A mother starved for her brood,
Socrates drinking the hemlock,
And Jesus on the rood;
And millions who, humble and nameless,
The straight, hard pathway plod —
Some call it Consecration,
And others call it God.

The fourth stanza is quite different than those which came before it. The poet begins by describing a picket, a soldier who is “frozen” while standing guard, and a mother who starved herself to feed her children. These dark images are unlike what readers explored in the previous stanzas and stand in stark contrast to the optimistic, peaceful image of the world the poet has so far presented. 

The poet also mentions Socrates, Jesus, and millions suffering along the “straight, hard pathway plod.” These images build to the stanza’s main subject— “Consecration” or “God,” the poet offers. Until this point, the world’s most beautiful sights and sounds were offered as evidence of God’s existence. 

The poet seems to say that the world is so beautiful in the first few lines that a divine being must’ve played a role in its creation. “God,” he wrote, is always there as the reasoning behind beauty, longing, and creation. But, the fourth stanza questions this or at least complicates it. The poet indicates that if God created the most beautiful parts of the world, he is also responsible for the suffering depicted in the final stanza. 

Some have read this poem and interpreted it as a powerful testament to God’s existence, while others have read it and, with the addition of the fourth stanza, seen it as questioning God’s existence. Would a benevolent God allow the fourth stanza’s images to play out in the real world? Allow women to starve for the sake of their children, and countless loyal men die at their posts? 

How this final stanza is interpreted will likely vary depending on the reader and their previous beliefs. The poet seems to be accepting this, saying that each will call evolution, longing, and consecration what they want in their own tongue. Perhaps it is “Evolution” that created the world as humanity knows it today, or perhaps it was God.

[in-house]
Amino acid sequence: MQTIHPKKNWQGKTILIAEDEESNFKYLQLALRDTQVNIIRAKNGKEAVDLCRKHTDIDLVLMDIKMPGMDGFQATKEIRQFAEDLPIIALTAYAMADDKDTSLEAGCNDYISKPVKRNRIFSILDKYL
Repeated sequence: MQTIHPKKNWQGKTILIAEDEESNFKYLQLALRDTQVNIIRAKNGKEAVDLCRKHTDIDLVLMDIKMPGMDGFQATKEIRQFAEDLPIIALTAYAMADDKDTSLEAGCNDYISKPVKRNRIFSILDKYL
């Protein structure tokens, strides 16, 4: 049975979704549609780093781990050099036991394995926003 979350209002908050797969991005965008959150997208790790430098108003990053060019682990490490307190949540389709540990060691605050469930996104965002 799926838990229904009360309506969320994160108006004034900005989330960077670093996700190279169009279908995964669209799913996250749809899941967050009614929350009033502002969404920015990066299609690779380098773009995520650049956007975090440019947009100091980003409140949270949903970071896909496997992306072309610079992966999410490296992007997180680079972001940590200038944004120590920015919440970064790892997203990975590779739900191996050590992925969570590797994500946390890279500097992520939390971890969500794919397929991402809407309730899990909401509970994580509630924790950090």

What is the theme of ‘‘Each In His Own Tongue?’ 

The theme is belief. The poet acknowledges that people have very different beliefs, depicted most clearly in the first stanza with the intentional contrast between evolution and God. 

What is the tone of ‘Each In His Own Tongue?’

The tone is descriptive and straightforward. The speaker does not appear to take a side in the argument regarding the existence of God and is instead simply laying out the two sides. 

What is the purpose of ‘Each In His Own Tongue?’ 

The purpose of this piece is to acknowledge differences in belief. This is accomplished by noting the beauty of the world as well as its darkest elements. These things are perhaps “Longing,” “Consecration,” “Autumn,” and “Evolution” or they are “God.” 

Similar Poetry 

Readers who enjoyed this poem should also consider reading some related poems. For example: 

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Emma Baldwin Poetry Expert
Emma graduated from East Carolina University with a BA in English, minor in Creative Writing, BFA in Fine Art, and BA in Art Histories. Literature is one of her greatest passions which she pursues through analyzing poetry on Poem Analysis.